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NUS approves new constitution

NUS National Secretary Richard Budden talks to Sussex students at last weeks AGM (photo: Nick Blumsom)

NUS National Secretary Richard Budden talks to Sussex students at last weeks AGM (photo: Nick Blumsom)

Student Unions overwhelmingly voted in favour for the new National Union of Student’s (NUS) constitutional changes at an Extraordinary Conference held last week in Wolverhampton, sparking off the disaffiliation debate at AGM. With over 800 delegates representing Student Unions from all over the country, 85% voted to approve the constitution put forward by the NUS leadership. This marks another step forward in reforming the NUS, now only needing to be ratified at either Annual Conference, or another Extraordinary.

The Sussex delegation walked away feeling cheated, and that the whole process to date had been little more than a farce. The conference itself was clearly divided into two groups, one side supporting the new proposals against those who did not, which often dragged the debate into an ideological standoff, with critics of the proposals being branded as “anti-reform” and “living in the past”.

Amendments proposed by USSU to increase democracy – such as having a Winter Conference and saying “no” to external trustees – were voted down by most delegates; not on the basis of the arguments, but because the NUS leadership disapproved.

When one delegate was asked why he voted against a Winter Conference, he looked confused, then shrugged and couldn’t respond. One amendment calling for the constitution to be ratified by Annual conference, rather than another Extraordinary conference, was added by the Steering Committee without any prior warning or consultation. This turned the amendment into a “wrecking” motion, which if approved would have ended the conference immediately, despite this clearly not being the aim.

Although most student unions have been lining up to support the reforms, strong resistance still remains against what is potentially an attack on democracy within the NUS. The introduction of an all-powerful board containing voting non-students that have the power to veto any decision on “financial or legal grounds”, and the introduction of unelected, voluntary-zone conferences with the ability to set agenda are two examples of the reform’s attacks on democracy. The proposed constitution, if passed, is likely to give concentrate power within the NUS leadership, away from ordinary student unions. USSU has remained strongly critical of not only the reforms, but of the whole process to date, criticising the lack of response to their submission, the transparency of the consultation process and the two week time frame to Extraordinary Conference which left little to no time to elect delegates and submit amendments.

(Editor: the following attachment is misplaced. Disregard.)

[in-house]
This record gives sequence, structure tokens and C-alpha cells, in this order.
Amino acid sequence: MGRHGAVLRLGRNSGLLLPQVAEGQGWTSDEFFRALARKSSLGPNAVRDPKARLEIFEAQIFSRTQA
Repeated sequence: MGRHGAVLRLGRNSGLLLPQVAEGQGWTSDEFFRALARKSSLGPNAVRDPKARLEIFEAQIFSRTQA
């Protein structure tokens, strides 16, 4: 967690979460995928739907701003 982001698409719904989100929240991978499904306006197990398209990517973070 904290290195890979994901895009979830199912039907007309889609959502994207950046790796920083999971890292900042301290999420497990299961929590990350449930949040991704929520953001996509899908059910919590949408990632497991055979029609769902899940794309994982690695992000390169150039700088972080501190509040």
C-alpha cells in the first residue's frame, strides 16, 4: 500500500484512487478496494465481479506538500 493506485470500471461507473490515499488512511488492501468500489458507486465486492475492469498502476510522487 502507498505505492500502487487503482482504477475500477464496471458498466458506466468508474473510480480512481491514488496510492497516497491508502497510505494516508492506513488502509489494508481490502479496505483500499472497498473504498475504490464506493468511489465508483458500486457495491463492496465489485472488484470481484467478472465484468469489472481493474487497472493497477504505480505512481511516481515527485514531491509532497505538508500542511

Though turnout was high, it was clear that FEs were under represented and many Unions could not send their full delegation due to financial issues. Most small Unions have little to no budget and do not budget for these emergency conferences. One such case is Northumbria Students’ Union, whom though are entitled to 15 delegates, could only afford to send four. Even though it is clear that another Extraordinary Conference will disenfranchise even more small Unions from coming, many are pushing ahead to get it ratified before the Annual conference. This can be put down to fears that it may get rejected again as it did before at Annual 2008, as many more unaligned Unions attend and represent the swing vote. If the new constitution is to get voted down, it will prove a serious blow to the leadership and represent a massive vote of no confidence. Although the NUS leadership has played down claims that they are pushing for another Extraordinary Conference, it is clear that pro-NUS Student Unions are already in the process of submitting the needed motions, with the backing and consent of NUS.

It is likely that the reforms will be ratified by the needed two-thirds majority at the next conference, which will have far reaching consequences not only for the left wing in the NUS, who make up the majority of the opposition to the proposals, but also for Sussex as the referendum is to be opened on whether USSU should remain affiliated or not. This ongoing issue, alongside discussions over NUS’s higher education funding policy, will have a significant effect on Sussex’s future within our National Union.

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